The Future of Mineral Resource Dependence in the 21st Century

Saturday, February 18, 2012: 1:30 PM-4:30 PM
Room 114-115 (VCC West Building)
Mining is one of the oldest practices that humans have exercised with our environment. Its role is paramount to our society, from providing the materials for buildings and telecom to the development of energy, food, and water resources. Mining also has contributed to cases of environmental degradation and socioeconomic injustices to underdeveloped communities. Energy materials are contributing to climate change and require vast amounts of water. Nonrenewable fertilizers endanger future energy supplies. Yet the potential for better product design and materials reuse and recycling offers new opportunities and markets. Designing more sustainable processes, technologies, and approaches for mining will be one of the great challenges of the 21st century for natural and social scientists. The beginnings of these enterprises are already taking place. Many of the world's largest mining companies and associations have started to work with community organizations, governments, and academics to provide a better service for society's welfare and sustainability. This symposium will highlight advances in the process of mineral extraction from both technological and socio-ecological resilience perspective. An interactive discussion format will reveal the connections between the presentations while asking critical questions of resource development. Partnerships between industry and the academy have largely been neglected at this level — hence the urgency and need for such a symposium.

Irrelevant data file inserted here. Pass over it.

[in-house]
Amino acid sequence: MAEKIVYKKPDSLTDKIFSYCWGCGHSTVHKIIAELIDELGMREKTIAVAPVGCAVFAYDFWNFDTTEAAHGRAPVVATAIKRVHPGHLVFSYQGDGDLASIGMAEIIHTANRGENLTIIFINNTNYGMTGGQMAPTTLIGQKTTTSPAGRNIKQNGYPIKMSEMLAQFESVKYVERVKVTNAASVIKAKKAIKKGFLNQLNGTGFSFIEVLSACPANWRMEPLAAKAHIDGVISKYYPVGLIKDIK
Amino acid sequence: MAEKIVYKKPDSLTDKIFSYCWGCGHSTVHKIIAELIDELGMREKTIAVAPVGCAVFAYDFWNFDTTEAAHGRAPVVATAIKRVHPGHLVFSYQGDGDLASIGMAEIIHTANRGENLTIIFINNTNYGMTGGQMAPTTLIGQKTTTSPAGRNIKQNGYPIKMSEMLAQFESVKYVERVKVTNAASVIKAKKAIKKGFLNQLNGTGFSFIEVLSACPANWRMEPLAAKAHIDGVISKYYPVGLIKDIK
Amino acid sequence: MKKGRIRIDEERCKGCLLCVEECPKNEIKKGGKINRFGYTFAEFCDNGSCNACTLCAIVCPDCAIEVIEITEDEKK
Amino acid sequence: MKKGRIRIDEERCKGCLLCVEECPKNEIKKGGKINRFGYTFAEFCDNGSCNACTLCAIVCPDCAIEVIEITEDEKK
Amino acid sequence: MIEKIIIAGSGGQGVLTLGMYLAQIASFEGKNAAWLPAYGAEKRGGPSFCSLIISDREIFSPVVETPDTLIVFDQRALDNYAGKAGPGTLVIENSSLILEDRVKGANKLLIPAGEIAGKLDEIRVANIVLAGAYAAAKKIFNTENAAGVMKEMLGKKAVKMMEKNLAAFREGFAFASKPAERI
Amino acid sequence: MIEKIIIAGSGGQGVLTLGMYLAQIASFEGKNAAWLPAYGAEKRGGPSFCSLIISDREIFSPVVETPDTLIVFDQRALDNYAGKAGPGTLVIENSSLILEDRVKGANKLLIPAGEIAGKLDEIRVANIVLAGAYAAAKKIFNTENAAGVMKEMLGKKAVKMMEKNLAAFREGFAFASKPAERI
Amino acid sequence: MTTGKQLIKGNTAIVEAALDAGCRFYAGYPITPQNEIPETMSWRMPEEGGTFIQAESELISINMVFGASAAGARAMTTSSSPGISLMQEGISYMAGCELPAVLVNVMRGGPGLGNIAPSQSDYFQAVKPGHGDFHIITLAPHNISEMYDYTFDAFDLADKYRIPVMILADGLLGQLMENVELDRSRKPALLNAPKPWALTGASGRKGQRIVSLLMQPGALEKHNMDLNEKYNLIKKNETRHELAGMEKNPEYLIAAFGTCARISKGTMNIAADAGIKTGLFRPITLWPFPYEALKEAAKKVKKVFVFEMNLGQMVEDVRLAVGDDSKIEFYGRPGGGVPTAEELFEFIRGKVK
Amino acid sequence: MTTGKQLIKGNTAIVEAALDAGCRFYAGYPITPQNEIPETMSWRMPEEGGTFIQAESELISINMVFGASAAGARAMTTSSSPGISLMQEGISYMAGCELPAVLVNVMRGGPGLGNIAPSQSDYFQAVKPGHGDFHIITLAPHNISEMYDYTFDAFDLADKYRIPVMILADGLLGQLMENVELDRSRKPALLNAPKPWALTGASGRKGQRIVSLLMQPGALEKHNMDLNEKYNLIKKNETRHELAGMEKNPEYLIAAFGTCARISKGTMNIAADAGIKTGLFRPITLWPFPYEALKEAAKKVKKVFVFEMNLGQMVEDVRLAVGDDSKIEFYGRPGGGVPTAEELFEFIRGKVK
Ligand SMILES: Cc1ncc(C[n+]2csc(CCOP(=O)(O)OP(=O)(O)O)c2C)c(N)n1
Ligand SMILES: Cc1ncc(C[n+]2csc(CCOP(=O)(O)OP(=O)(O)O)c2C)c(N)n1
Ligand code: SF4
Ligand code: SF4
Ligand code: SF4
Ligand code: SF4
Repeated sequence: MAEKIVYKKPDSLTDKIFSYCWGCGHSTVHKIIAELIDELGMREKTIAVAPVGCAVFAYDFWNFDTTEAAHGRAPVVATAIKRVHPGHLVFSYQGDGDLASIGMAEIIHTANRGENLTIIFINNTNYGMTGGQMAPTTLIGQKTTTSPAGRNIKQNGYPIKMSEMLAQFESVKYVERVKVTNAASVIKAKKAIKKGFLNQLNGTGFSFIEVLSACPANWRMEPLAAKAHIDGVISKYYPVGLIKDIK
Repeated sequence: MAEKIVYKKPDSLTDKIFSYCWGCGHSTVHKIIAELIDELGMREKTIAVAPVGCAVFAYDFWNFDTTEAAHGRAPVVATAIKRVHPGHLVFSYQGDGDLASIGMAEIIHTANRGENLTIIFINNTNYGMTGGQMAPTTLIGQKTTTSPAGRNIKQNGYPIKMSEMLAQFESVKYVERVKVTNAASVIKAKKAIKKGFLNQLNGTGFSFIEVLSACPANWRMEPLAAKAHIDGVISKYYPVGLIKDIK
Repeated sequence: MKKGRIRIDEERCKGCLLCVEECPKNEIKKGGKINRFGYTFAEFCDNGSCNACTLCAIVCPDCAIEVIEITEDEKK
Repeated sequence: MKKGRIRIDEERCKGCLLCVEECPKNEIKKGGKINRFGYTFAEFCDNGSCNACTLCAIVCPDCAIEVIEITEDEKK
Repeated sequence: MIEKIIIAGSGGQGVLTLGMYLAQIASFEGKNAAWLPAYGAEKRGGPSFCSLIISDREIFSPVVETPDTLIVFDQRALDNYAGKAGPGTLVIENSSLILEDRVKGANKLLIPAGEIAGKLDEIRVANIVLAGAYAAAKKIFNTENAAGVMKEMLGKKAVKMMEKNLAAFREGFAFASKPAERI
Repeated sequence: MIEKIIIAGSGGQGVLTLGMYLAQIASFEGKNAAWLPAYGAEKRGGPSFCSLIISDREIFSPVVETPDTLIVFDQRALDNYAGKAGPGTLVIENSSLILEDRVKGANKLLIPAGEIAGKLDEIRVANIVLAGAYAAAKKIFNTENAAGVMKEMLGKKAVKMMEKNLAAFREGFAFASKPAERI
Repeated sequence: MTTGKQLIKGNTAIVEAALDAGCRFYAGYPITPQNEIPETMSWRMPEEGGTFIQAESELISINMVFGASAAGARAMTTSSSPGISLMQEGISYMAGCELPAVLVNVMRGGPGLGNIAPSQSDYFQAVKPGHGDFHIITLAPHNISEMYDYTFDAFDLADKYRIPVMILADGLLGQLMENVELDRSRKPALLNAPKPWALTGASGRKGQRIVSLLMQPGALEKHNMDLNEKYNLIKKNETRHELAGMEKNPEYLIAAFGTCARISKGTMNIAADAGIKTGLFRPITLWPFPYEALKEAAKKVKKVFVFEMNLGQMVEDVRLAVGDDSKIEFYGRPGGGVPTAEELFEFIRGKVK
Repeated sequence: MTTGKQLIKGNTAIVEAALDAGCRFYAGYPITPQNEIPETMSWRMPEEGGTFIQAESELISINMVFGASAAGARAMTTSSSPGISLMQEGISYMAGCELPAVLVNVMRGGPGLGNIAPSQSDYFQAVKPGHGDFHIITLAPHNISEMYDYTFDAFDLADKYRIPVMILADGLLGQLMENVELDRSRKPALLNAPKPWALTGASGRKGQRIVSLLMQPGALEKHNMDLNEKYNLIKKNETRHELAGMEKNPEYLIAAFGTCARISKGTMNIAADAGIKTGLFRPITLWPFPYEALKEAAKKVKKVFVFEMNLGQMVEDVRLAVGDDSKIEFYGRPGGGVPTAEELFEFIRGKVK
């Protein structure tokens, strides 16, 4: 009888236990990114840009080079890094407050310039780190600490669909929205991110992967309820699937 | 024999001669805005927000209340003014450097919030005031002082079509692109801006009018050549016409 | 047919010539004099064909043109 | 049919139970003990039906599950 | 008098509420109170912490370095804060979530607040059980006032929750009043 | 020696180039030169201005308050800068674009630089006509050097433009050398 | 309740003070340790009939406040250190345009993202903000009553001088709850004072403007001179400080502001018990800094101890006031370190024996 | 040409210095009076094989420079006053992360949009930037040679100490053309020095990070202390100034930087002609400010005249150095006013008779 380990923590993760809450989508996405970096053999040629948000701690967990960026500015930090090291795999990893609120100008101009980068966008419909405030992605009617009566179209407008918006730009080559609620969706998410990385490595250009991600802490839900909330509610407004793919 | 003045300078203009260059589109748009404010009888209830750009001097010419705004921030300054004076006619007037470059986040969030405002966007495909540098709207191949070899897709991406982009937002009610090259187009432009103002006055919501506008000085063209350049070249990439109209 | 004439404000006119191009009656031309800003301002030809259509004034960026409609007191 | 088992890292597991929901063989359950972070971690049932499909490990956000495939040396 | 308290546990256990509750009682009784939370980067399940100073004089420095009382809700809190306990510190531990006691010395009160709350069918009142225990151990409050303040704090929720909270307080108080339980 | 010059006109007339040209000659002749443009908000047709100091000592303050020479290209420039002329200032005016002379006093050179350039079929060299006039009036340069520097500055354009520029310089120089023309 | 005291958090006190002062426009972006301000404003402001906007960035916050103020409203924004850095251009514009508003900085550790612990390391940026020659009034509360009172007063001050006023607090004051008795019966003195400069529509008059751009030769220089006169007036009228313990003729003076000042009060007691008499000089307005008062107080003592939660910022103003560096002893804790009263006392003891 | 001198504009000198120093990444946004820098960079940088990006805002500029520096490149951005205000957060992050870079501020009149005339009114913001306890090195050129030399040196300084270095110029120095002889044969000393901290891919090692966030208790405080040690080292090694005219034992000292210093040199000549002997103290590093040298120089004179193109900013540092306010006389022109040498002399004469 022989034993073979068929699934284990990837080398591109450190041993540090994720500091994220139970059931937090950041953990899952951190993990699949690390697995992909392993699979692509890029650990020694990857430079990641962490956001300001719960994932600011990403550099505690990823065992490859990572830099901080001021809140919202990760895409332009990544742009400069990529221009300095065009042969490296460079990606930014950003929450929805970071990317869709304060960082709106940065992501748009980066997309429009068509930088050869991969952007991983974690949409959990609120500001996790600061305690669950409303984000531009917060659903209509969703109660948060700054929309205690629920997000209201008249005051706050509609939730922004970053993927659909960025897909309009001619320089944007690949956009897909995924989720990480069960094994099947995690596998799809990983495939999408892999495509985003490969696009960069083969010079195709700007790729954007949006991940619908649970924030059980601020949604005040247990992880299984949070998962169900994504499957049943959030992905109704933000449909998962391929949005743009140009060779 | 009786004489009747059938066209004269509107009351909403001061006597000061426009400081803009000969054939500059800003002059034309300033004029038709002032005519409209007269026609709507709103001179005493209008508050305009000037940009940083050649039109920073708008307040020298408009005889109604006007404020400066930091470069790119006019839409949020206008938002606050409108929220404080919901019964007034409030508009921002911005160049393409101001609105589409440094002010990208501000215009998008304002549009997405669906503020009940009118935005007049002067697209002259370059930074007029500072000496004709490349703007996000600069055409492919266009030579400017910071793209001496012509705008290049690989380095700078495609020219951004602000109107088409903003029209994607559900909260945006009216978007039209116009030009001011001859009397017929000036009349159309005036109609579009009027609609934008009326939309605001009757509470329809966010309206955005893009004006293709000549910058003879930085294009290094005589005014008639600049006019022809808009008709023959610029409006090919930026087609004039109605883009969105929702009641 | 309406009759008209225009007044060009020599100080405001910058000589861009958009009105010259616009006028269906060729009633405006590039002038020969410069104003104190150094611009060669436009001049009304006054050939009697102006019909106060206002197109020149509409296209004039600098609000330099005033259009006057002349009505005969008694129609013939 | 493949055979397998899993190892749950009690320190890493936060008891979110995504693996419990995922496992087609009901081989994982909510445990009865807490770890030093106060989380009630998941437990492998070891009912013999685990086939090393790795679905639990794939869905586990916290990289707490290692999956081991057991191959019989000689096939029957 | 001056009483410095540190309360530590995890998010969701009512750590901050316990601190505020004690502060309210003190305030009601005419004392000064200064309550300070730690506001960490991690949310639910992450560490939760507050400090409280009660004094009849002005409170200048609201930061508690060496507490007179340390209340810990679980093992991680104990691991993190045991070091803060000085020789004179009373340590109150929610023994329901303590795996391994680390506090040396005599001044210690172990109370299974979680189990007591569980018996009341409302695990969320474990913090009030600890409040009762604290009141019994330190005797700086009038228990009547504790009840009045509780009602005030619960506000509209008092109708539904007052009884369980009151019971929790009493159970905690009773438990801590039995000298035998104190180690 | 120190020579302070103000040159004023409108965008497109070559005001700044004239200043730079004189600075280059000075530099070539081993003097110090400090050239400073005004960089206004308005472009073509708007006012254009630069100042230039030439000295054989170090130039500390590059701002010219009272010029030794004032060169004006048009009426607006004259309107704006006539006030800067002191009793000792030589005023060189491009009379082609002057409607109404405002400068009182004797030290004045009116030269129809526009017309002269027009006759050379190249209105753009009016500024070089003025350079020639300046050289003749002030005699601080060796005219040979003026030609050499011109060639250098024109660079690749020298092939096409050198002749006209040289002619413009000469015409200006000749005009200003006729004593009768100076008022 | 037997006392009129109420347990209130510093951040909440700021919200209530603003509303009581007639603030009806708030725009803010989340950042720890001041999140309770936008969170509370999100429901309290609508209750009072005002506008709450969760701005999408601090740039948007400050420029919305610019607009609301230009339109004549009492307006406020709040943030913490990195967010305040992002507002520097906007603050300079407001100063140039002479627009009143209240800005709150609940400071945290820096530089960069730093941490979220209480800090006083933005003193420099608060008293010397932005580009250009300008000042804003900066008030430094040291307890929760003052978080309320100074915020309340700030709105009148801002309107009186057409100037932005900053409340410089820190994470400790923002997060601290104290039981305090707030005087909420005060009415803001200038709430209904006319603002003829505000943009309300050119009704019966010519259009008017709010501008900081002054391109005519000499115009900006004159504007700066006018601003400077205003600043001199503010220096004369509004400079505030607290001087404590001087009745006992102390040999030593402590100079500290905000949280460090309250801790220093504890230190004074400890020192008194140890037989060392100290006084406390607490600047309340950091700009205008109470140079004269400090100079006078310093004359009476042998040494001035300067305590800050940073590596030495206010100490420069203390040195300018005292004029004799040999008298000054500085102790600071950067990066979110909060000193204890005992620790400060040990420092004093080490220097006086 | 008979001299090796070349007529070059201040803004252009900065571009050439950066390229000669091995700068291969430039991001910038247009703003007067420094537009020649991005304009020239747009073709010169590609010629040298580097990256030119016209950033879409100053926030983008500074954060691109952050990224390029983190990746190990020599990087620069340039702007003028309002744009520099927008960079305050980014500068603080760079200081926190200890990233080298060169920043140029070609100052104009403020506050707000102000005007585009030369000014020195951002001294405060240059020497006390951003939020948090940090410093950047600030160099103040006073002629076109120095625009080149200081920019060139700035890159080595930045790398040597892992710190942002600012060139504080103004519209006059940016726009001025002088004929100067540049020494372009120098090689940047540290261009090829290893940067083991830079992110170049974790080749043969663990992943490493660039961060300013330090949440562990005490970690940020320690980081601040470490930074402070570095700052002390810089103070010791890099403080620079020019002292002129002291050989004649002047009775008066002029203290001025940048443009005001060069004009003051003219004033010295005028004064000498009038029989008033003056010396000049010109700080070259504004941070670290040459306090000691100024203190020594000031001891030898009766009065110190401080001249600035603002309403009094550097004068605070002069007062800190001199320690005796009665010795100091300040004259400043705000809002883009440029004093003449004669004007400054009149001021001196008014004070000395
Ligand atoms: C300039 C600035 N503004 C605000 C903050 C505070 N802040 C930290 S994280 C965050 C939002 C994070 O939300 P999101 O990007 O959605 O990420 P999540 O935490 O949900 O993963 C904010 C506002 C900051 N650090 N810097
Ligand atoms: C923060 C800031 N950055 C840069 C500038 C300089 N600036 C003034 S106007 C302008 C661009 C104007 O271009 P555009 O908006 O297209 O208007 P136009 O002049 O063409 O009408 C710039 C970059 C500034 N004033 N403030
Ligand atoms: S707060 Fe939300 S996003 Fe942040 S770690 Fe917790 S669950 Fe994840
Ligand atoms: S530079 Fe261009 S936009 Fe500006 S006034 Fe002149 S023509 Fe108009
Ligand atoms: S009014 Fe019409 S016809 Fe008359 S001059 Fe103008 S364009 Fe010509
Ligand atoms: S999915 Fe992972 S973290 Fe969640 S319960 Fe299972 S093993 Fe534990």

Samir Doshi, Queen's University
Saleem Ali, Institute for Environmental Diplomacy and Security
Samir Doshi, The Robert M. Buchan Department of Mining, Queen's University
Dirk van Zyle, University of British Columbia
Saleem Ali, Institute for Environmental Diplomacy and Security
Reconsidering Nonrenewability: Minerals and Global Development
Sharman Haley, University of Alaska Anchorage
Sustainable Community Livelihoods for Mining Areas: Why Gender Matters
Thomas Graedel, Yale University
The Criticality of Metals
See more of: Development
See more of: Symposia